Adults and children respond to certain kinds of injuries similarly and certain kinds of injuries in very different ways. A study recently completed by scientific experts at Brown University confirms that when children suffer traumatic brain injuries (TBI), they become much more likely to suffer depression. This long term side effect was already linked to brain injury and concussion in adults. Physicians, safety experts and parents should now take care to watch for similar symptoms in affected children.
The study’s authors explained their findings broadly when they noted that, “Brain injury remains significantly associated with depression in children despite adjustment for known predictors. This study may enable better prognostication for brain-injured children and facilitate identification of those at high risk of depression.” This conclusion was made in regards to children who have suffered concussions as well as those who have experienced more severe TBIs.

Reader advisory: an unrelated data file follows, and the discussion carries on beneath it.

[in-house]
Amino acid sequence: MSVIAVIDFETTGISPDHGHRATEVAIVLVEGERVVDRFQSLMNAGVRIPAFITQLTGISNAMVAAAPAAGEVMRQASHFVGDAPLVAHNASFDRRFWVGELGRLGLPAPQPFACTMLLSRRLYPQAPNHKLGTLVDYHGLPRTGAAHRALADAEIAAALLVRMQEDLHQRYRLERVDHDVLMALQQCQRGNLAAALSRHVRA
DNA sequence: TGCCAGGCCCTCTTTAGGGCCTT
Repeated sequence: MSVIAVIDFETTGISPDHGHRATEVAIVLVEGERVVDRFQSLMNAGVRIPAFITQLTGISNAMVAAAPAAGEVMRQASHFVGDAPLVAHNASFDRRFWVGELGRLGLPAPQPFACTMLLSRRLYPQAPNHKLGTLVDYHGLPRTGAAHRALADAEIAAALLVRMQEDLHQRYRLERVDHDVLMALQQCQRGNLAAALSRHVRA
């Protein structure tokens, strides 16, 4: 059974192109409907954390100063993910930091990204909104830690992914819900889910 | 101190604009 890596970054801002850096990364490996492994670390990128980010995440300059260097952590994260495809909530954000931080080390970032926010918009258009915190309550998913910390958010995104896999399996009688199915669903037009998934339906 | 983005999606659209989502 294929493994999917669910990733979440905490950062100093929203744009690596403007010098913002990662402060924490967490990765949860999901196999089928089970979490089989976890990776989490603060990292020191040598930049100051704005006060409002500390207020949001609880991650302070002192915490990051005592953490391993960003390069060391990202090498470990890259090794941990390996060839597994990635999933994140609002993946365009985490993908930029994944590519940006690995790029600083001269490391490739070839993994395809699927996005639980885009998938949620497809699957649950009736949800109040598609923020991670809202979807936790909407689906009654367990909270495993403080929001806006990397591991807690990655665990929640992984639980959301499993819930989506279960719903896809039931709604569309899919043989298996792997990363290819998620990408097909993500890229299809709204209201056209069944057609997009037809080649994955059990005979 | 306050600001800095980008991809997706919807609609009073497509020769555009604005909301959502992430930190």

The prevalence of TBI among children has become the subject of much media coverage in recent years. In addition to TBIs sustained in car accidents and in falls, the media has become especially interested in the TBIs that young athletes suffer during contact sports. Increased media attention on this issue has helped to inspire a great deal of research on the issue, including the recent Brown study.
Hopefully TBI prevention specialists, physicians and parents will all find this information to be valuable in appropriately treating affected children. In addition, the study will hopefully inspire additional research on how to better treat depression in TBI victims specifically.
Source: Medical Daily, “Depression 2 Times More Likely In Children With Brain Injuries; Brain Damage Operates Similarly In Children And Adults,” Susan Scutti, Oct. 24, 2013